Astronauts can lose 1-2% of their skeletal mass for each month that they spend in very low gravity. After a several months, this loss can become a serious health problem. But a new MIT-designed outfit called the Gravity Loading Countermeasure Skinsuit may help counteract this problem:
With stirrups that loop around the feet, the elastic gravity skinsuit is purposely cut too short for the astronaut so that it stretches when put on—pulling the wearer’s shoulders towards the feet. In normal gravity conditions on Earth, a human’s legs bear more weight than the torso. Because the suit’s legs stretch more than the torso section, the wearer’s legs are subjected to a greater force—replicating gravity effects on Earth.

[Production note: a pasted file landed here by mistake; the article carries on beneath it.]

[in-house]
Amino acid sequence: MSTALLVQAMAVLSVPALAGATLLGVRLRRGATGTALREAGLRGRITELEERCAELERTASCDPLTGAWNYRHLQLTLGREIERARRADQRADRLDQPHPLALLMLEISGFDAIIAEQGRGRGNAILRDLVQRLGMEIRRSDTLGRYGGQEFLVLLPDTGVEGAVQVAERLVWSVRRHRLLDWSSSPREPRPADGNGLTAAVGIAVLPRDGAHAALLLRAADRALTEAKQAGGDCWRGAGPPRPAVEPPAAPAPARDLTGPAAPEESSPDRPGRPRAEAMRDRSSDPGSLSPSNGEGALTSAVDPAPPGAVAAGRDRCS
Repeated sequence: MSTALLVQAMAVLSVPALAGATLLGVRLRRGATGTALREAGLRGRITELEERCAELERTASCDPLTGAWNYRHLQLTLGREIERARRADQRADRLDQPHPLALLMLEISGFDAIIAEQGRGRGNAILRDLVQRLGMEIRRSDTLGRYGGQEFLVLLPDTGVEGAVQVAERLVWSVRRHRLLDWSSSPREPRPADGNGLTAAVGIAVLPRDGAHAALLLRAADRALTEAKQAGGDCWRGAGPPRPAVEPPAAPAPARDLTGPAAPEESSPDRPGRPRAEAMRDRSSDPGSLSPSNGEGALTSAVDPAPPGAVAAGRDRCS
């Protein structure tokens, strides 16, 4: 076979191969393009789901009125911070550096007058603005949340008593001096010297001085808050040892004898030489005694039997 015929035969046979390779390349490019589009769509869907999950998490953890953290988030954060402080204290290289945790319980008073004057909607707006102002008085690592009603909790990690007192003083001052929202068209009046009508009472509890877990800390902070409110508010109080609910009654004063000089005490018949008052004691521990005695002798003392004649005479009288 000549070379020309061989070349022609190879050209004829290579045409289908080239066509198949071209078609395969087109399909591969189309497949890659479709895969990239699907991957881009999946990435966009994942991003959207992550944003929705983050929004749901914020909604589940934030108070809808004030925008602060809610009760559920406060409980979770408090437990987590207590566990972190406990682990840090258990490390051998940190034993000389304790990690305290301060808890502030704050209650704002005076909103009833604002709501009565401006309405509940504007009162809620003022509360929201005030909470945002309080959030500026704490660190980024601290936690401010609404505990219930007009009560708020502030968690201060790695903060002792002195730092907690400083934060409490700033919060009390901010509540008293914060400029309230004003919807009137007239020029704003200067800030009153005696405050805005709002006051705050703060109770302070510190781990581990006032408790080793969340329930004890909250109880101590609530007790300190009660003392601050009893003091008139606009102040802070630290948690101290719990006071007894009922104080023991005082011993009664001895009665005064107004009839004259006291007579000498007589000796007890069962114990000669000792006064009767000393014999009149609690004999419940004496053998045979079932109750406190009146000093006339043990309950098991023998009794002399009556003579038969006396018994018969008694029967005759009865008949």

The prototype suit testing took place on parabolic flights that created brief periods of weightlessness. Results showed that the suit successfully imitated the pull of gravity on the torso and thighs, but it did not exert enough force on the lower legs. Researchers are now refining the suit’s design to address this; they also plan to test the suit to see how it performs when worn overnight.
Link | Photo: MIT/James Waldie